BRENTWOOD, Calif. - A holiday display in Brentwood has taken on special meaning, doubling as a fundraiser for young people with cancer.
"It's always hard for us to select someone because everyone weighs on our heart," said Michelle Smith, a resident of La Costa Drive, and member of a committee called "the Joy-Makers."
This is the fifth year for the neighborhood's Tunnels of Joy, which expands on the usual holiday yard decorations.
Residents make the sidewalk part of the show by erecting PVC piping in an arc and wrapping it in lights for visitors to walk through.
"It's the experience, people can park their cars and walk around and talk and look, and point out their favorites," said fellow organizer Lisa Behrens.
More than 100 homes now participate.
"Over time, one person would put up a tunnel then another person next to them would feel the pressure and put one up to compete or keep it going," said Behrens.
Thursday night, the Rodriguez family of Antioch took the half-hour stroll, admiring the colorful displays.
Adrian Rodriguez, 3, is this year's fundraising honoree.
He is fighting leukemia, but enjoyed a rare outing, scampering along the front yards.
"We came here the first time last year, before his diagnosis and we were in awe of it ," said mom Markelle Rodriguez.
On the route, a prominent donation box collects funds to help the Rodriguez family with expenses as they miss work to care for Adrian.
Visitors can also scan a QR code to the family's Venmo account and contribute directly.
"There's a lot that isn't covered by insurance," said Rodriguez gratefully.
"As of Sunday we have to go to Oakland every day because he has chemo, so we have to go to treatment every day next week."
Donors who give $20 or more are eligible for a raffle with thousands of dollars in prizes from local businesses.
"No words can explain the amount of effort they're putting into this and and we don't even know anybody," said Rodrigez.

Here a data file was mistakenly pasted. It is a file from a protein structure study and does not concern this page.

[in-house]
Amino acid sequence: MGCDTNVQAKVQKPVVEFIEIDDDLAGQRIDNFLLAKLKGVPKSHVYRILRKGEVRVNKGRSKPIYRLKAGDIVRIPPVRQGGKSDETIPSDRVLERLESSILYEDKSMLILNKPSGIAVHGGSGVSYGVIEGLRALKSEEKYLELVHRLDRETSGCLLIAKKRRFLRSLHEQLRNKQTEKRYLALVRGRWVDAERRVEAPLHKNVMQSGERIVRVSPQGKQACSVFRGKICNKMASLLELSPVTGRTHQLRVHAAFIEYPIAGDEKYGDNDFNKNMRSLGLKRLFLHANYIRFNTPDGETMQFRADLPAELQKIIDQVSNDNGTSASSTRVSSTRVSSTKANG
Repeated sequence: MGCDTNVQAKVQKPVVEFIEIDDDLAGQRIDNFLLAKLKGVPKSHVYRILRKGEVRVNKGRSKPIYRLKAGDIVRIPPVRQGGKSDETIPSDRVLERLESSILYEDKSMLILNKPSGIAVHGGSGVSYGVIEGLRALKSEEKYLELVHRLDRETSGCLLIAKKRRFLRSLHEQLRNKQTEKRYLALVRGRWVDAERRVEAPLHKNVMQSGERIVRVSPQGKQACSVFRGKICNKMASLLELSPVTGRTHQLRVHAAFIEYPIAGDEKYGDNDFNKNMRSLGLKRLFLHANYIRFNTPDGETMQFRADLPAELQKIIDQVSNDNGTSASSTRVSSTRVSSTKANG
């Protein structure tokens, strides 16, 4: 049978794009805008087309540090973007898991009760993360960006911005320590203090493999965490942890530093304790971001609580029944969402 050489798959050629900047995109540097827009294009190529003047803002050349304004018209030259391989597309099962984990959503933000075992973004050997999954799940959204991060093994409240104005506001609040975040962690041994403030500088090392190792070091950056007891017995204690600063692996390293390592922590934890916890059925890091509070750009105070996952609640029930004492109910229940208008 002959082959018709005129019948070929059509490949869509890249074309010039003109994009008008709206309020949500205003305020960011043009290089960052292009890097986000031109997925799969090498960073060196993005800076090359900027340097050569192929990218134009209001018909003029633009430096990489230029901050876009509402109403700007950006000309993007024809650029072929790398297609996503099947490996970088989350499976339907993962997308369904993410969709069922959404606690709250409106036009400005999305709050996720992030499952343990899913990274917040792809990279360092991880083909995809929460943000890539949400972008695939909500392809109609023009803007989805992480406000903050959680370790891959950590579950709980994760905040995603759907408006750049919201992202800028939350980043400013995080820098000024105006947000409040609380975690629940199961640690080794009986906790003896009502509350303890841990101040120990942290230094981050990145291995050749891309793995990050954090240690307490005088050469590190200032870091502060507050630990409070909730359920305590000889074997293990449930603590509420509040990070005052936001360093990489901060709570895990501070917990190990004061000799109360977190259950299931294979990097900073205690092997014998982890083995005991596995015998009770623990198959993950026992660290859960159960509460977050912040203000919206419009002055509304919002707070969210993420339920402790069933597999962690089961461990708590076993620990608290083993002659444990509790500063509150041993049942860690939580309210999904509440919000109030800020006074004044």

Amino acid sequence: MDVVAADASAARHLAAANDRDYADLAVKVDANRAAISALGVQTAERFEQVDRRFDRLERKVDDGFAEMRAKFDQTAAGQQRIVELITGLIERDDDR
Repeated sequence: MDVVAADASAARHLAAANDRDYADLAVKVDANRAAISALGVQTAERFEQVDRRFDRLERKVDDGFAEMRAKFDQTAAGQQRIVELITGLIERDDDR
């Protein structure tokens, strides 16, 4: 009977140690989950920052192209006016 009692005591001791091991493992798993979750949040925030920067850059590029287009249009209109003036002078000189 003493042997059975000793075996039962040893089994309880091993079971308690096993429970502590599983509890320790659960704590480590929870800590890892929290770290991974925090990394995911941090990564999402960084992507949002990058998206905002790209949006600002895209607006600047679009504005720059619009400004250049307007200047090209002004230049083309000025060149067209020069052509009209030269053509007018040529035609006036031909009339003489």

Added husband Adrian," I don't know how to thank these people, they don't even know us. We're grateful they're doing this for him and for us."
Three young cancer patients preceded Adrian in previous year's fundraising, and all are doing well.
"The first recipient of the Tunnels of Joy was my sister who since passed," said resident Sandy Ybarrolaza.
Gweniviere Moronos battled breast cancer for 5 years before dying at age 43 in Southern California.
"It didn't matter that she didn't live here," said Ybarrolaza. "This neighborhood takes you in as a family, so your family is the La Costa family."
The Tunnels of Joy are open every day until the end of the year, from 5 p.m. to 9 p.m. with food trucks and entertainment on the weekends.
A Facebook page by the same name has details and information on helping the Rodriguez family, for supporters who can't get to Brentwood.
The immersive tunnels add to the expense and effort of decorating, but residents say they're worth it.
"Everywhere else is a drive-through," said Smith, "or get out, look for two minutes, then drive away. People stay here for hours!"
The Joy-Makers are especially thrilled to see repeat visitors every year and multi-generational families making it part of their holiday tradition.
"Their eyes are going to sparkle when they see your house," said Smith, "so it's a labor of love for every single person on this street."